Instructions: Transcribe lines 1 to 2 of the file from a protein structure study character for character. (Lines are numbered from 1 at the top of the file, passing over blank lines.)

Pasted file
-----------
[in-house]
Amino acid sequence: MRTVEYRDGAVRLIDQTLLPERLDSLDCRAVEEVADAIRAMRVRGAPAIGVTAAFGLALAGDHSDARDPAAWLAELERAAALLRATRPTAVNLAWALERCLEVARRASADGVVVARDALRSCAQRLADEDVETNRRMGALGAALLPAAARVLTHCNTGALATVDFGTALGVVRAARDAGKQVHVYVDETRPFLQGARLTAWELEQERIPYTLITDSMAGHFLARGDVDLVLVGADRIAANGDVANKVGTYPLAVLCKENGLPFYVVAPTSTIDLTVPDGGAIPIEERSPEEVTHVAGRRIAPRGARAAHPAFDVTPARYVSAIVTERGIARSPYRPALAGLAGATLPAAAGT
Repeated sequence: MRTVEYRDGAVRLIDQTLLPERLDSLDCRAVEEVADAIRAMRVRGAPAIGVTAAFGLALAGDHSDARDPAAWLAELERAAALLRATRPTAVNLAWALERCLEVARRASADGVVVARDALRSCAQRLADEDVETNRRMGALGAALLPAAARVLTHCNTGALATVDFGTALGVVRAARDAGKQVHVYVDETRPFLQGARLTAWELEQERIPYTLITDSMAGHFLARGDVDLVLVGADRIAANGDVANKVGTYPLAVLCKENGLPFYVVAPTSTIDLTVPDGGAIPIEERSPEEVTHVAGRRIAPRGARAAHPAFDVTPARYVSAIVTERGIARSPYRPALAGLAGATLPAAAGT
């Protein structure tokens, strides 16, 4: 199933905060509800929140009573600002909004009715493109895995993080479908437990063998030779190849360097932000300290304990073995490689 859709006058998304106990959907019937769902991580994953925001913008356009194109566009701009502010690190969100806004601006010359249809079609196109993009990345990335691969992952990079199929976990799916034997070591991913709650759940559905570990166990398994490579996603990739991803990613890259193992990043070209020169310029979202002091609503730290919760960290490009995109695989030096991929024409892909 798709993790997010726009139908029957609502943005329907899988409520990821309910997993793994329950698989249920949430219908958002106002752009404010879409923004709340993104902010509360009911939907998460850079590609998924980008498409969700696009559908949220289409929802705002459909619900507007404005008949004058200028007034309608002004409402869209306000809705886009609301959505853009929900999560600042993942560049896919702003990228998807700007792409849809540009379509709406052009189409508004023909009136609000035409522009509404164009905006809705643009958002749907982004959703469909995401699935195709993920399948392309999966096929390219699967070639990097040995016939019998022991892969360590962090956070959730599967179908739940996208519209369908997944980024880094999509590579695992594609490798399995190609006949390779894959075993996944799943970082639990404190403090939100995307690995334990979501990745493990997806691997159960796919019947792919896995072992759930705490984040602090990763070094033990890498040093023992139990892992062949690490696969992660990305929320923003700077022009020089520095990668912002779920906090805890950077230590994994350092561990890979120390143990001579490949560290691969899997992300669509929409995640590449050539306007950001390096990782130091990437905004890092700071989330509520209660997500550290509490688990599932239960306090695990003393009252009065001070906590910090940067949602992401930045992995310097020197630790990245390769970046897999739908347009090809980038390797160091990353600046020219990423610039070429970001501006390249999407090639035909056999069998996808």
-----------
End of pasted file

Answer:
[in-house]
Amino acid sequence: MRTVEYRDGAVRLIDQTLLPERLDSLDCRAVEEVADAIRAMRVRGAPAIGVTAAFGLALAGDHSDARDPAAWLAELERAAALLRATRPTAVNLAWALERCLEVARRASADGVVVARDALRSCAQRLADEDVETNRRMGALGAALLPAAARVLTHCNTGALATVDFGTALGVVRAARDAGKQVHVYVDETRPFLQGARLTAWELEQERIPYTLITDSMAGHFLARGDVDLVLVGADRIAANGDVANKVGTYPLAVLCKENGLPFYVVAPTSTIDLTVPDGGAIPIEERSPEEVTHVAGRRIAPRGARAAHPAFDVTPARYVSAIVTERGIARSPYRPALAGLAGATLPAAAGT